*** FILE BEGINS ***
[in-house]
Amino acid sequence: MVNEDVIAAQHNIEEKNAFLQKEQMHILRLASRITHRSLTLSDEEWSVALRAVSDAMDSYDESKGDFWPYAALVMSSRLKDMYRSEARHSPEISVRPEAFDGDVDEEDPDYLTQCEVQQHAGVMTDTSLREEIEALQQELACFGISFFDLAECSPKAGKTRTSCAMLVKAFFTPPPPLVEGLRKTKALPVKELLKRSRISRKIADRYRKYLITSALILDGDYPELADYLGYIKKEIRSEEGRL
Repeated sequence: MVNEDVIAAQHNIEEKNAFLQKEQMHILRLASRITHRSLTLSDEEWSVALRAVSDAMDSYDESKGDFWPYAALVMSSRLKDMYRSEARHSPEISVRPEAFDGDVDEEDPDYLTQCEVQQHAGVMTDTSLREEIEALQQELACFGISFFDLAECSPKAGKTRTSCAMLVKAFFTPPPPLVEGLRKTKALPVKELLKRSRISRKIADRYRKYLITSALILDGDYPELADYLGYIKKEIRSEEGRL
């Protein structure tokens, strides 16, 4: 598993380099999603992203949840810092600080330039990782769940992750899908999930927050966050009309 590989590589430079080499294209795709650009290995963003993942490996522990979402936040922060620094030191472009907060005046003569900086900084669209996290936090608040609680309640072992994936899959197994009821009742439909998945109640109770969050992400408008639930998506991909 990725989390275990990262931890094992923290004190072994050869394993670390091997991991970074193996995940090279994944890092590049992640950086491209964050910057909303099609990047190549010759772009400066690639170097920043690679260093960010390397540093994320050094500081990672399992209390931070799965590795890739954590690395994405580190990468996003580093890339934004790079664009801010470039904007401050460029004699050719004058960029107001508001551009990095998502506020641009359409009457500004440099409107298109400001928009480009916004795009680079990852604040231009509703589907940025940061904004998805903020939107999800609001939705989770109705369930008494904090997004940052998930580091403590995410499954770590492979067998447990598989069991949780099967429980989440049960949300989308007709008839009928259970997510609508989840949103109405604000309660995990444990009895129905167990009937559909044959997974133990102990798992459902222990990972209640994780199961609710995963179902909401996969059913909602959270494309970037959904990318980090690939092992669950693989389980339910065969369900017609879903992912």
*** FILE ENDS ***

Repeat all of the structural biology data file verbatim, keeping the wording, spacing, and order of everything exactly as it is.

[in-house]
Amino acid sequence: MVNEDVIAAQHNIEEKNAFLQKEQMHILRLASRITHRSLTLSDEEWSVALRAVSDAMDSYDESKGDFWPYAALVMSSRLKDMYRSEARHSPEISVRPEAFDGDVDEEDPDYLTQCEVQQHAGVMTDTSLREEIEALQQELACFGISFFDLAECSPKAGKTRTSCAMLVKAFFTPPPPLVEGLRKTKALPVKELLKRSRISRKIADRYRKYLITSALILDGDYPELADYLGYIKKEIRSEEGRL
Repeated sequence: MVNEDVIAAQHNIEEKNAFLQKEQMHILRLASRITHRSLTLSDEEWSVALRAVSDAMDSYDESKGDFWPYAALVMSSRLKDMYRSEARHSPEISVRPEAFDGDVDEEDPDYLTQCEVQQHAGVMTDTSLREEIEALQQELACFGISFFDLAECSPKAGKTRTSCAMLVKAFFTPPPPLVEGLRKTKALPVKELLKRSRISRKIADRYRKYLITSALILDGDYPELADYLGYIKKEIRSEEGRL
């Protein structure tokens, strides 16, 4: 598993380099999603992203949840810092600080330039990782769940992750899908999930927050966050009309 590989590589430079080499294209795709650009290995963003993942490996522990979402936040922060620094030191472009907060005046003569900086900084669209996290936090608040609680309640072992994936899959197994009821009742439909998945109640109770969050992400408008639930998506991909 990725989390275990990262931890094992923290004190072994050869394993670390091997991991970074193996995940090279994944890092590049992640950086491209964050910057909303099609990047190549010759772009400066690639170097920043690679260093960010390397540093994320050094500081990672399992209390931070799965590795890739954590690395994405580190990468996003580093890339934004790079664009801010470039904007401050460029004699050719004058960029107001508001551009990095998502506020641009359409009457500004440099409107298109400001928009480009916004795009680079990852604040231009509703589907940025940061904004998805903020939107999800609001939705989770109705369930008494904090997004940052998930580091403590995410499954770590492979067998447990598989069991949780099967429980989440049960949300989308007709008839009928259970997510609508989840949103109405604000309660995990444990009895129905167990009937559909044959997974133990102990798992459902222990990972209640994780199961609710995963179902909401996969059913909602959270494309970037959904990318980090690939092992669950693989389980339910065969369900017609879903992912």